As shown in Table 1, in the case where the boron concentration Nb was 1018 cm−3, electrons were emitted only when the radius r of the columnar part 12 was 0.15 μm or more exceeding the theory value 0.01 μm of the depletion layer according to the formula (1). Further, in the case where the boron concentration Nb was 1019 cm−3, electrons were emitted only when the radius r of the columnar part 12 was 0.05 μm or more exceeding the theory value 0.032 μm of the depletion layer according to the formula (1).

FIGS. 4A–4C are logarithmic graphs that show electron emission characteristics where voltages of 800V, 2 kV and 3 kV are applied to the electron emission element 1, respectively. In FIGS. 4A–4C, marks O indicate the result in which electrons were emitted and marks X indicate the result in which electron emission could not be emitted at respective observation conditions. And in each of FIGS. 4A–4C, line lc indicates the critical line where the radius r of the columnar part 12 equals the theory value of the thickness of the depletion layer according to the formula (1).

As shown in FIGS. 4A–4C electrons were emitted on the conditions above the critical line lc, namely on the conditions where the radius r of the columnar part 12 is greater than the theoretical thickness of the depletion layer, regardless of the voltage applied around favorable voltage of 2 kV.

These results prove that the electron emission efficiency improves when the radius r is made greater than the theoretical thickness of the depletion layer. From the other perspective, these results indicate that when the radius r is held constant electrons are more likely to be emitted as the boron concentration Nb is made higher so that the thickness of the depletion layer is smaller than the radius r.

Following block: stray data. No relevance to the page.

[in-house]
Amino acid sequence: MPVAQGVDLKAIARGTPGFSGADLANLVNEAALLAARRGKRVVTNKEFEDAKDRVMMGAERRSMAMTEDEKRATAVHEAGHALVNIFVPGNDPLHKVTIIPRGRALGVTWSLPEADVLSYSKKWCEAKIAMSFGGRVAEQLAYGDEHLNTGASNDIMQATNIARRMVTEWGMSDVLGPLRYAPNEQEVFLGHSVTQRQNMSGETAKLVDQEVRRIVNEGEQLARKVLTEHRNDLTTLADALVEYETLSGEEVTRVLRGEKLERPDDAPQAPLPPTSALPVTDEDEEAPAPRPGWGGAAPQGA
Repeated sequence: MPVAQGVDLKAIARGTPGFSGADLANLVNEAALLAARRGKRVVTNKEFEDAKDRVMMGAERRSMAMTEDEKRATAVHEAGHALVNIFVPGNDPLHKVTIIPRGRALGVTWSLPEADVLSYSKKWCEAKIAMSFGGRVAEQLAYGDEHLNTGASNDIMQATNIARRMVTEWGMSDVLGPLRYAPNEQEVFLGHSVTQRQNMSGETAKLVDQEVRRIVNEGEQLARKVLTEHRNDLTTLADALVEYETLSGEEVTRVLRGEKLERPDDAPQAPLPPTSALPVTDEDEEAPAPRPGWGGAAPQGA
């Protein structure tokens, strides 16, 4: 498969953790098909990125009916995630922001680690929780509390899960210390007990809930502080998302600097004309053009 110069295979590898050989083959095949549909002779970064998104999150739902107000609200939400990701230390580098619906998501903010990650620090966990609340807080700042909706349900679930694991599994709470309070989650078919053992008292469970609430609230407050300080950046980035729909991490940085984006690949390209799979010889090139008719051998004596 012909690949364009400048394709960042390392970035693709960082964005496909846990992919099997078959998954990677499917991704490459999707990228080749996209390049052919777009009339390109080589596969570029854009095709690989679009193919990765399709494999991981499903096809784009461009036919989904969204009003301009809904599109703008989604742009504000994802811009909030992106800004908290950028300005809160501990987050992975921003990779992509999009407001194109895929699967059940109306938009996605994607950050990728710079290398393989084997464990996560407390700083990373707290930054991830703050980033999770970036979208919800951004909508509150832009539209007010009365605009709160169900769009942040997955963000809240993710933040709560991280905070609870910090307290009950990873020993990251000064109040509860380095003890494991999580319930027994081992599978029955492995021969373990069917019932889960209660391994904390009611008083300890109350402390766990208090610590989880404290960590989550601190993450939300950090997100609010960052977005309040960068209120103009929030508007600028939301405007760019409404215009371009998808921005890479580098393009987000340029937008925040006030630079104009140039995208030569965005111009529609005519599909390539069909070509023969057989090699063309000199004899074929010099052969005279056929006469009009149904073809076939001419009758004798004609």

Further to the above-mentioned results, it was found that electrons were emitted only when the radius r was made adequately smaller relative to the voltage applied. In FIGS. 4A–4C, curved lines c0.8, c2, and c3 indicate the critical value of the radius r below which electrons were emitted in case where voltages of 800V, 2 kV and 3 kV are applied, respectively.

Table 2 shows electron emission characteristics (the occurrence of electron emission upon application of a voltage of 1 kV or less being indicated by ∘, whereas the occurrence of electron emission upon application of a voltage of 2 kV or less being indicated by Δ) in respective cases where the radius r of the columnar part 12 was 0.2 μm, 0.15 μm, 0.05 μm and 0.02 μm when the exposed surface of the acute part 13 was terminated with hydrogen.

TABLE 2
Characteris- Characteris- Characteristic Characteristic
tic at tic at at at
Nb 0.2 μm 0.15 μm 0.05 μm 0.02 μm
1015 cm−3 Δ Δ Δ Δ
1016 cm−3 Δ Δ
1017 cm−3 Δ
1018 cm−3

The facts verified by Table 1 are also deducible from Table 2. In addition, Table 2 indicates that the boron concentration, where a specific thickness of depletion layer is formed, decreases, in other ward the depletion layer becomes thinner at a specific boron concentration, when the exposed surface of the acute part 13 is terminated with hydrogen

EXAMPLES

Details of the present invention will be explained more specifically with reference to examples, which do not restrict the present invention.

Example 1